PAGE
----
Tag Archives: writing analyser

I Write Like Everyone

Mandelbrot_Set-6-TAIL_ZOOM
Image of a mandelbrot set

This evening I’ve been messing around with ‘I Write Like’, an amusing tool that I discovered a year or two ago. At the top of the page it says:

Check which famous writer you write like with this statistical analysis tool, which analyzes your word choice and writing style and compares them with those of the famous writers.

So I did. In the box provided by the site, I copied and pasted an angry rap that I’d written, clicked ‘Analyze’, and waited. The result came quickly. It said:

You write like Shakespeare.

william shakespeareWell! I did a little dance, patted myself on the head and waited for Instant Fame.

(Just a side note; he has a nice face, but he’s not exactly Robert Mitchum, the man who made even cigarettes sexy…)

I was in for a long wait, but I like to keep myself busy, so I maintained all those essential tasks that shake the top layer of dust off my body and keep me in tip-top physical condition – you know the jobs I’m talking about; making lists of all the lists I’ve made, checking down the back of the sofa after a guest vacates, in the hope that they’ve dropped some money, designing a shaky cushion for them to sit on the next time they come, doodling pictures of my favourite aardvark in a wedding dress, dropping water bombs on folks below my window, counting the empty milk cartons in my recycling to make sure none have been stolen, practicing my x-ray vision (still a long way to go with that), inventing a recognisable letter to replace the word ‘carapice’ – and not before time.

Oh, yes, I keep myself busy.

After a few months, fame hadn’t even made ot to my front gate, so I thought I’d better check to make sure I still wrote like Shakespeare. I posted another poem – or maybe it was a story. The analyser said:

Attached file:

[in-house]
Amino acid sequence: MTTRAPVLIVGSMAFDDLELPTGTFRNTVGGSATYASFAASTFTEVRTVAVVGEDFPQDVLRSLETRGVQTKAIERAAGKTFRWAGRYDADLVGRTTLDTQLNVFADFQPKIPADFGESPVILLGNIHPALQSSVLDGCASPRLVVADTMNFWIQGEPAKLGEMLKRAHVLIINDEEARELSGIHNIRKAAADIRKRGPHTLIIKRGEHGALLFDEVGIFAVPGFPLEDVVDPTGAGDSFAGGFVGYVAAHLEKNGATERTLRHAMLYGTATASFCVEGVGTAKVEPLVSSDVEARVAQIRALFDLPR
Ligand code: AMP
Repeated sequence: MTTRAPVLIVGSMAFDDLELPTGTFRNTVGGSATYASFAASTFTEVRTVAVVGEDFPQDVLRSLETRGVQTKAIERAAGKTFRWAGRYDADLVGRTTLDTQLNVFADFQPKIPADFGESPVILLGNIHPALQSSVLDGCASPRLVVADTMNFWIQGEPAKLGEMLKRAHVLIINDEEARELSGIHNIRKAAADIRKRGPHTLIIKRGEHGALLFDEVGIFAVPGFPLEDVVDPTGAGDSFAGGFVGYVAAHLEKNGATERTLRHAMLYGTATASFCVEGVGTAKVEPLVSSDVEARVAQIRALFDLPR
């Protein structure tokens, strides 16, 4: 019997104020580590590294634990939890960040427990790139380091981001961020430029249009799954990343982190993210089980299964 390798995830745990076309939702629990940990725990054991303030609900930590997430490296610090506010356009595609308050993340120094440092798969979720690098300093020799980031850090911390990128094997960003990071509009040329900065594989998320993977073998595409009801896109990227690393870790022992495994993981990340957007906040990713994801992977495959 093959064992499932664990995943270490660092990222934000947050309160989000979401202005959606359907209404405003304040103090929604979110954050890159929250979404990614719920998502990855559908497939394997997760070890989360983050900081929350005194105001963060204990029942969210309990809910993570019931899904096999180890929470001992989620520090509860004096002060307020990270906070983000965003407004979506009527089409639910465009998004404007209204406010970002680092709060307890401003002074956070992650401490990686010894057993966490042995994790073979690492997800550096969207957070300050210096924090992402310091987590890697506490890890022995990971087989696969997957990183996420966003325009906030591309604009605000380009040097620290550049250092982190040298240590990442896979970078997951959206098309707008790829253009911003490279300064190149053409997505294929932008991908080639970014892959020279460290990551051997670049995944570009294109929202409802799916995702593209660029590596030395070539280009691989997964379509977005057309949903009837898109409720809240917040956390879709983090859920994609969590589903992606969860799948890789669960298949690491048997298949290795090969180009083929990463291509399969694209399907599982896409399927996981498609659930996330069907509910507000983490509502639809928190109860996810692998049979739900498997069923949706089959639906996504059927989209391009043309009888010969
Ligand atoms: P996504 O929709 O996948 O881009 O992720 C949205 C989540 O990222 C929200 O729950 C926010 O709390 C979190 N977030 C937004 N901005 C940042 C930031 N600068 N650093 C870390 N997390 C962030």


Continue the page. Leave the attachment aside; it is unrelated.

You write like Stephen King.

So, not quite Shakespeare, but I figured Stephen King had a moderate amount of success for a writer, and I reckoned that any day a host of agents would find my blog and come Robert Mitchumknocking at my door, begging to represent me, offering me loads of money and sexual favours. Robert Mitchum – the only man for me, (although our timing was all wrong) so I’d turn down the sexual favours. I’m only in it for the dosh anyway. I’d probably go for the highest bidder.

I’m still waiting. I assume some kind of technical difficulty is keeping the agents from seeing my blog, but this evening I experienced a hint of uncertainty, and I went back to the analyzer to make sure that I still write like Stephen King.

Apparently I don’t. The next result told me:

You write like Charles Dickens.

I tried another poem and got this:

You write like Arthur Conan Doyle.

The next:

You write like Anne Rice.

I didn’t even know who she was, so I tried again, and again, and… you get the picture; I submitted 41 poems and short pieces.

What?

So, this is research, OK? I resent the suggestion that I’m obsessive. At least once a week for the past eight years I’ve done an online a test to see if I’m obsessive, and every time it tells me I’m not.

And stop trying to change the subject.

My research told me I write like: